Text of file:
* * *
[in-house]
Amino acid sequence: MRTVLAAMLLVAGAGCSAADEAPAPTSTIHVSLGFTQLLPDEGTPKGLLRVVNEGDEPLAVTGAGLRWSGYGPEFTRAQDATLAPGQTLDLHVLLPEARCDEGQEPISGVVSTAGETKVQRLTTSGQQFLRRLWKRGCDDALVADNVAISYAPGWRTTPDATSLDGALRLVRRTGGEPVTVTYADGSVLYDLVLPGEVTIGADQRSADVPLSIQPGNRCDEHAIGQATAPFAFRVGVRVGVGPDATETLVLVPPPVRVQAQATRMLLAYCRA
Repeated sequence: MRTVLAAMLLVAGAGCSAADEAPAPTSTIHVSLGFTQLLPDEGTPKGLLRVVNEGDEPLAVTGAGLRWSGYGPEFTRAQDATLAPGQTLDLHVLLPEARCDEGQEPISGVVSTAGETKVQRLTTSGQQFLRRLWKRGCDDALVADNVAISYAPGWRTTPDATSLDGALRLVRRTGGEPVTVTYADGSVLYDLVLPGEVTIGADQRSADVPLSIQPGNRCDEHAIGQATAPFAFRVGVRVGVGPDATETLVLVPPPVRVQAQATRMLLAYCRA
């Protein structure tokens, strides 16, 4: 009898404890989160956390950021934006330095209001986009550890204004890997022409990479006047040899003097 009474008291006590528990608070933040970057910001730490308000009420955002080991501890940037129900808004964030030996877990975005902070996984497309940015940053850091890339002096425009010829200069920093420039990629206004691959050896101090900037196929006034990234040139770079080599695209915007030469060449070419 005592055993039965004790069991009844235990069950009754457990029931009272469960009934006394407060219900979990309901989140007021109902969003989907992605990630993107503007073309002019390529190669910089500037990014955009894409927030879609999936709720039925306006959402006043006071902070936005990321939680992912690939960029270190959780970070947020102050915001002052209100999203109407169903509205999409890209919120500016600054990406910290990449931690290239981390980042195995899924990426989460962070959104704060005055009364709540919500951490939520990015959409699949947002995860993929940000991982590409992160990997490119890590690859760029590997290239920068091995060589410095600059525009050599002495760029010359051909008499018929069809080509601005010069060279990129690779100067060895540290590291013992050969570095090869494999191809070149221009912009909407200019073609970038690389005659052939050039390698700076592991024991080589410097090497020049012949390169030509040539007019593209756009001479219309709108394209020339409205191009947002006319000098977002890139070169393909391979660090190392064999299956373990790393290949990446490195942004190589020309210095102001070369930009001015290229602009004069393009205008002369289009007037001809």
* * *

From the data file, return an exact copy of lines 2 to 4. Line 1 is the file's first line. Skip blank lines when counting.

Amino acid sequence: MRTVLAAMLLVAGAGCSAADEAPAPTSTIHVSLGFTQLLPDEGTPKGLLRVVNEGDEPLAVTGAGLRWSGYGPEFTRAQDATLAPGQTLDLHVLLPEARCDEGQEPISGVVSTAGETKVQRLTTSGQQFLRRLWKRGCDDALVADNVAISYAPGWRTTPDATSLDGALRLVRRTGGEPVTVTYADGSVLYDLVLPGEVTIGADQRSADVPLSIQPGNRCDEHAIGQATAPFAFRVGVRVGVGPDATETLVLVPPPVRVQAQATRMLLAYCRA
Repeated sequence: MRTVLAAMLLVAGAGCSAADEAPAPTSTIHVSLGFTQLLPDEGTPKGLLRVVNEGDEPLAVTGAGLRWSGYGPEFTRAQDATLAPGQTLDLHVLLPEARCDEGQEPISGVVSTAGETKVQRLTTSGQQFLRRLWKRGCDDALVADNVAISYAPGWRTTPDATSLDGALRLVRRTGGEPVTVTYADGSVLYDLVLPGEVTIGADQRSADVPLSIQPGNRCDEHAIGQATAPFAFRVGVRVGVGPDATETLVLVPPPVRVQAQATRMLLAYCRA
């Protein structure tokens, strides 16, 4: 009898404890989160956390950021934006330095209001986009550890204004890997022409990479006047040899003097 009474008291006590528990608070933040970057910001730490308000009420955002080991501890940037129900808004964030030996877990975005902070996984497309940015940053850091890339002096425009010829200069920093420039990629206004691959050896101090900037196929006034990234040139770079080599695209915007030469060449070419 005592055993039965004790069991009844235990069950009754457990029931009272469960009934006394407060219900979990309901989140007021109902969003989907992605990630993107503007073309002019390529190669910089500037990014955009894409927030879609999936709720039925306006959402006043006071902070936005990321939680992912690939960029270190959780970070947020102050915001002052209100999203109407169903509205999409890209919120500016600054990406910290990449931690290239981390980042195995899924990426989460962070959104704060005055009364709540919500951490939520990015959409699949947002995860993929940000991982590409992160990997490119890590690859760029590997290239920068091995060589410095600059525009050599002495760029010359051909008499018929069809080509601005010069060279990129690779100067060895540290590291013992050969570095090869494999191809070149221009912009909407200019073609970038690389005659052939050039390698700076592991024991080589410097090497020049012949390169030509040539007019593209756009001479219309709108394209020339409205191009947002006319000098977002890139070169393909391979660090190392064999299956373990790393290949990446490195942004190589020309210095102001070369930009001015290229602009004069393009205008002369289009007037001809």